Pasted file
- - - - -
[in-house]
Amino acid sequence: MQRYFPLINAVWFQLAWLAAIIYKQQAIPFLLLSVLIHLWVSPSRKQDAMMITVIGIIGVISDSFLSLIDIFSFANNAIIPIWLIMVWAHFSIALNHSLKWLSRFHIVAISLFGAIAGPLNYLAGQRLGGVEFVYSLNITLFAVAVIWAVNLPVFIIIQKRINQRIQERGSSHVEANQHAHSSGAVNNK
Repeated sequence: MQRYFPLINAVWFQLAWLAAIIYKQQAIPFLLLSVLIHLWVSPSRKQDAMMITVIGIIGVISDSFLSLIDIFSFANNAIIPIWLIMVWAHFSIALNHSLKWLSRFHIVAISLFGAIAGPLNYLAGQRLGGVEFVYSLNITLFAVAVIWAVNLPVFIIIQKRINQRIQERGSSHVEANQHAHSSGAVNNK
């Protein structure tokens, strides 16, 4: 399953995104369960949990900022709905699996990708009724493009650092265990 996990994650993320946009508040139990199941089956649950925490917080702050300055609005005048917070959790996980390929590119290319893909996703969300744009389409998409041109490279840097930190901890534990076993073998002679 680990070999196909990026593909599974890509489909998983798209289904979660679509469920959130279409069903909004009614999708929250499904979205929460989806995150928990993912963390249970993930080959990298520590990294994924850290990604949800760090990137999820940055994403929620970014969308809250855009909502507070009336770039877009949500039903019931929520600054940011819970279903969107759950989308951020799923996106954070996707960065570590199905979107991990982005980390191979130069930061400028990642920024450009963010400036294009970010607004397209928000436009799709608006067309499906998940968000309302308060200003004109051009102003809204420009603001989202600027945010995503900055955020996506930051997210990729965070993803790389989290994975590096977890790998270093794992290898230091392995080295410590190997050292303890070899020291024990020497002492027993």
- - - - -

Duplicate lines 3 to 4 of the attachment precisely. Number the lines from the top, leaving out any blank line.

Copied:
Repeated sequence: MQRYFPLINAVWFQLAWLAAIIYKQQAIPFLLLSVLIHLWVSPSRKQDAMMITVIGIIGVISDSFLSLIDIFSFANNAIIPIWLIMVWAHFSIALNHSLKWLSRFHIVAISLFGAIAGPLNYLAGQRLGGVEFVYSLNITLFAVAVIWAVNLPVFIIIQKRINQRIQERGSSHVEANQHAHSSGAVNNK
């Protein structure tokens, strides 16, 4: 399953995104369960949990900022709905699996990708009724493009650092265990 996990994650993320946009508040139990199941089956649950925490917080702050300055609005005048917070959790996980390929590119290319893909996703969300744009389409998409041109490279840097930190901890534990076993073998002679 680990070999196909990026593909599974890509489909998983798209289904979660679509469920959130279409069903909004009614999708929250499904979205929460989806995150928990993912963390249970993930080959990298520590990294994924850290990604949800760090990137999820940055994403929620970014969308809250855009909502507070009336770039877009949500039903019931929520600054940011819970279903969107759950989308951020799923996106954070996707960065570590199905979107991990982005980390191979130069930061400028990642920024450009963010400036294009970010607004397209928000436009799709608006067309499906998940968000309302308060200003004109051009102003809204420009603001989202600027945010995503900055955020996506930051997210990729965070993803790389989290994975590096977890790998270093794992290898230091392995080295410590190997050292303890070899020291024990020497002492027993």